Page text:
On being attached

Philosophical Studies 173 (1):223-242 (2016)
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Abstract
We often use the term “attachment” to describe our emotional connectedness to objects in the world. We become attached to our careers, to our homes, to certain ideas, and perhaps most importantly, to other people. Interestingly, despite its import and ubiquity in our everyday lives, the topic of attachment per se has been largely ignored in the philosophy literature. I address this lacuna by identifying attachment as a rich “mode of mattering” that can help to inform certain aspects of agency and emotion. First, drawing on insights from Ancient stoicism and developmental and clinical psychology, I suggest that the relevant form of attachment involves a felt need for its object and a particular relationship between the object and the attached agent’s sense of security. I then argue that these features serve to distinguish the attitude from the more philosophically familiar notion of caring. Finally, I show that recognizing this form of attachment as a distinct mode of mattering has important implications for understanding grief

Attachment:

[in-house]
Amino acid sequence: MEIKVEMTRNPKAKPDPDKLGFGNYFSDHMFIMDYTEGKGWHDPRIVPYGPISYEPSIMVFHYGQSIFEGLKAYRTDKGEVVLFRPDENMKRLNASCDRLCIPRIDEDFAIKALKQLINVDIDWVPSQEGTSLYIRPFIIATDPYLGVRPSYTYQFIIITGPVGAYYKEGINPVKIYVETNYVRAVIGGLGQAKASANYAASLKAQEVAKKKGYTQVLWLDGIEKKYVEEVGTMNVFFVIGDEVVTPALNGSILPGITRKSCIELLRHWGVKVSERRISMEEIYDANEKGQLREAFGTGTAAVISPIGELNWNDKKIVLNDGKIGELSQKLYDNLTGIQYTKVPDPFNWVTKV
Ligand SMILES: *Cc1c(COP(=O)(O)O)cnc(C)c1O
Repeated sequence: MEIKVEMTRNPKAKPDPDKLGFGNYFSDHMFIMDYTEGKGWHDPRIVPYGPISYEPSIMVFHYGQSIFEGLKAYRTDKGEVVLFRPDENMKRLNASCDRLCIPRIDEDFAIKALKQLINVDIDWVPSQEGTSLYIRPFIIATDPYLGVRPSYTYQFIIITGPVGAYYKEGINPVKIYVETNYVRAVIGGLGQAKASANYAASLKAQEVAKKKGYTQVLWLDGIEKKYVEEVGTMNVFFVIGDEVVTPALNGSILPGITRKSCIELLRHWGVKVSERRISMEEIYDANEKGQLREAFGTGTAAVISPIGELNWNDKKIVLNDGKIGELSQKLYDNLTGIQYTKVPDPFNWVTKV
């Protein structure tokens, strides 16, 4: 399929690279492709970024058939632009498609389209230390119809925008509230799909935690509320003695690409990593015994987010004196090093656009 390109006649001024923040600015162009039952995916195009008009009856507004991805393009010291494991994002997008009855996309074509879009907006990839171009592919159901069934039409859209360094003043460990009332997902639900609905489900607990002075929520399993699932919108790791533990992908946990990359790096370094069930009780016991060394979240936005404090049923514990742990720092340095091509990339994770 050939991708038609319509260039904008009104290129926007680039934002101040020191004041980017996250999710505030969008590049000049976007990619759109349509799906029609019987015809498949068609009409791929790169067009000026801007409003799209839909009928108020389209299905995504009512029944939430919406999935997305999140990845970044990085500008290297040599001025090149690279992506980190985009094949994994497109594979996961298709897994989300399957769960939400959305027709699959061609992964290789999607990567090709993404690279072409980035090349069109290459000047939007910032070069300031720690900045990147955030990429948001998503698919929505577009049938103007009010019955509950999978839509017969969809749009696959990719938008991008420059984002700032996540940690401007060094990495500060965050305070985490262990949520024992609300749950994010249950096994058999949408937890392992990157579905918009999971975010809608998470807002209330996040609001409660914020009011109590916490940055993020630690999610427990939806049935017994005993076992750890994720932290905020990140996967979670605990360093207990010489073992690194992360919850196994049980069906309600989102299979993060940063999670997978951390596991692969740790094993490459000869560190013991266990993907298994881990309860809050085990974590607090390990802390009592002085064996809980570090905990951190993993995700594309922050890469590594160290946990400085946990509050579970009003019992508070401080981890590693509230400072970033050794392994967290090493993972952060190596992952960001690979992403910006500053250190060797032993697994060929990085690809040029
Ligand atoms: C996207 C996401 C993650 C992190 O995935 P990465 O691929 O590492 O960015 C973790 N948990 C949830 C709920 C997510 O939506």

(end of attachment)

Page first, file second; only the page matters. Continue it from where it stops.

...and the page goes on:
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Archival date: 2017-07-20
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